Picinisco is a municipality located on a rocky hill at 725 meters above sea level in the Comino Valley, with an area of 6000 hectares, most of which belong to the National Park of Abruzzo, Lazio, and Molise.

The Monte Meta, a mountain range extending from the Sangro to the Volturno, rises with peaks exceeding 2000 meters, and with its sheer sides, divides the landscape into two sectors: one towards the Abruzzo-Molise side and the other towards the Lazio side.

The most important peaks are Monte Petroso (2,249 m), Monte Altare (2,174 m), Monte Tartaro (2,191 m), Torretta di Paradiso (1,976 m), Monte a Mare (2,124 m), Metuccia (2,105 m), Monte Forcellone (2,030 m), Monte Cavallo (2,039 m), and Monte Mare (2,020 m).

The origin of the name Picinisco is not certain, but human presence in the area dates back to ancient times, as evidenced by inscriptions and polygonal wall fragments that attest to the presence of the Sanniti and subsequent conquest by the Romans.

During the Middle Ages, the municipality followed the fate of the nearby cities of Atina and Alvito, of which it was part of the political jurisdiction. The first document mentioning Picinisco dates back to 1017, when the princes of Capua Pandolfo III and Pandolfo IV granted the church of San Valentino, located on the borders of the Comino County, to the Monastery of Montecassino. In 1054, the town was fortified by Oderisio II and Rainaldo III, counts of the Marsi.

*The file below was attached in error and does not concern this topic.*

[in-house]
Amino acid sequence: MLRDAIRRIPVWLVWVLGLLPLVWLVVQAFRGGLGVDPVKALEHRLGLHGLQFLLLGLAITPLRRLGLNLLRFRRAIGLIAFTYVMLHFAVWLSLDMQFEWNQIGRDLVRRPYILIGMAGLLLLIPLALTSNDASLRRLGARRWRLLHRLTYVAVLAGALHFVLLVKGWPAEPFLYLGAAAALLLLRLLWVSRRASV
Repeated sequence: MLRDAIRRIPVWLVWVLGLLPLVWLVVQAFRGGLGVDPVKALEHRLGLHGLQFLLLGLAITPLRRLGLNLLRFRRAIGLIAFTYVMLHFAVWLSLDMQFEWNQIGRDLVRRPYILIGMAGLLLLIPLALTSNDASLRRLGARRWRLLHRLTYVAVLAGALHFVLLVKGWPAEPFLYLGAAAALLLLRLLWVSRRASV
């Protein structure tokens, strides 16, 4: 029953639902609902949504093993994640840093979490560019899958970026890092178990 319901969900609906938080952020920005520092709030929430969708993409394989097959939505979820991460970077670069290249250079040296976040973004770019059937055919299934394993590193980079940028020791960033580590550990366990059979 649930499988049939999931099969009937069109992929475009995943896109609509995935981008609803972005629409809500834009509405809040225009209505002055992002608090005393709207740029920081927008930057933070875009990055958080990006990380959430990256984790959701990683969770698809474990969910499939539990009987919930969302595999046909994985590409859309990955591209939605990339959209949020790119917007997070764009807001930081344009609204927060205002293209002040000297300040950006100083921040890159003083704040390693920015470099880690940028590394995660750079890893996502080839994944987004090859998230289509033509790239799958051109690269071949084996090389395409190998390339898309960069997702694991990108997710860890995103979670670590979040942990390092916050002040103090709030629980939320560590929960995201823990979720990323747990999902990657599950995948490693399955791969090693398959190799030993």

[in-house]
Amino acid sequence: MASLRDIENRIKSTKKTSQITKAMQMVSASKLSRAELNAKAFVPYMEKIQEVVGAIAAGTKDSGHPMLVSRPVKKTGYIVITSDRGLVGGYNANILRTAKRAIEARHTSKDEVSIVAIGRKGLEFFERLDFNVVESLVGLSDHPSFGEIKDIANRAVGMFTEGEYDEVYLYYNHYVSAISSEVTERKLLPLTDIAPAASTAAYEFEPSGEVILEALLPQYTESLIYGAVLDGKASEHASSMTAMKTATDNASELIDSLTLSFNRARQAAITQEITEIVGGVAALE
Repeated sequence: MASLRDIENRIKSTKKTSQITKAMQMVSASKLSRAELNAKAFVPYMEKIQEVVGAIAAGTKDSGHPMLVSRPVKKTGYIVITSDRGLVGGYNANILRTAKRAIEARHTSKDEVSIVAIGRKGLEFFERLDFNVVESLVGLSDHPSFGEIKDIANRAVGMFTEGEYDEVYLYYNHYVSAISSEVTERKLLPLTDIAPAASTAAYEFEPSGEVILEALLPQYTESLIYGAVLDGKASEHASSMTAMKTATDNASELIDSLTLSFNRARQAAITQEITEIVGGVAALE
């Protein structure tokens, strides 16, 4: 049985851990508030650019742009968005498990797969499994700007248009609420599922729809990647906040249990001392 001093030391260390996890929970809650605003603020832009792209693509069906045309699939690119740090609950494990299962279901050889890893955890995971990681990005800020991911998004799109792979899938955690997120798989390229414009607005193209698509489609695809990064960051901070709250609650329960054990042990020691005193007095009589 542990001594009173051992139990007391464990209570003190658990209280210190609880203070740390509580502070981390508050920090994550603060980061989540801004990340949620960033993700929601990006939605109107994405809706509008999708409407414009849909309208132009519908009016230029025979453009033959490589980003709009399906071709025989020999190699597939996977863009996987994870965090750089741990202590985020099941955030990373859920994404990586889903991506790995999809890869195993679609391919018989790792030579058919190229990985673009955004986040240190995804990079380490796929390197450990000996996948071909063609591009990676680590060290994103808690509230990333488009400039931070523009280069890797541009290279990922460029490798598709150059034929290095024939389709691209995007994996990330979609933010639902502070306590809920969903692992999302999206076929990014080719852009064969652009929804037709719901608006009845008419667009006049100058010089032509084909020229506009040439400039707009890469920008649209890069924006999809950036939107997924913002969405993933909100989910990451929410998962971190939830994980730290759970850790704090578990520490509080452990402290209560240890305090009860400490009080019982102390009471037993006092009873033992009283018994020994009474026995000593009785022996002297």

The territory of Picinisco became part of the Kingdom of the Two Sicilies in June 1150, when Roger the Norman conquered southern Italy for the crown of Naples. For three centuries, from 1193 to 1503, the territory of Cominense was hit by upheavals, wars and turmoil caused by various foreign dynasties, including Normans, Swabians, Angevins, Aragonese, French and Spanish.

During the succession of dynasties on the throne of Naples, the districts of Cominense were also ceded to different families, and Picinisco passed from the d’Aquino to the Cantelmo, Borgia, Navarro, Cadorna, Matteo di Capua and finally Gallio.

In the sixteenth century, the presence of bandits in Picinisco (from 1590) threatened the peace of the area. Even at the end of the eighteenth century, this phenomenon reoccurred, but with a different character, after the unification of Italy. In 1927, as part of a vast administrative reform of the fascist regime, Picinisco was transferred from the province of Terra di Lavoro to the Lazio Region and became part of the new province of Frosinone.

During World War II, Picinisco was impacted by the consequences of the occupation by German soldiers. The town, located on the Gustav Line, suffered from the rounding up of refugee Jews and the evacuation of the inhabitants. The town was bombed and subjected to harassment. The liberation took place on May 29, 1944, when the town was freed by Italian troops.

After World War II, a serious economic crisis caused a strong emigration, dramatically reducing the population and leaving many hamlets abandoned.

In 1984, Picinisco was hit by a magnitude 5.9 earthquake that damaged the historical center.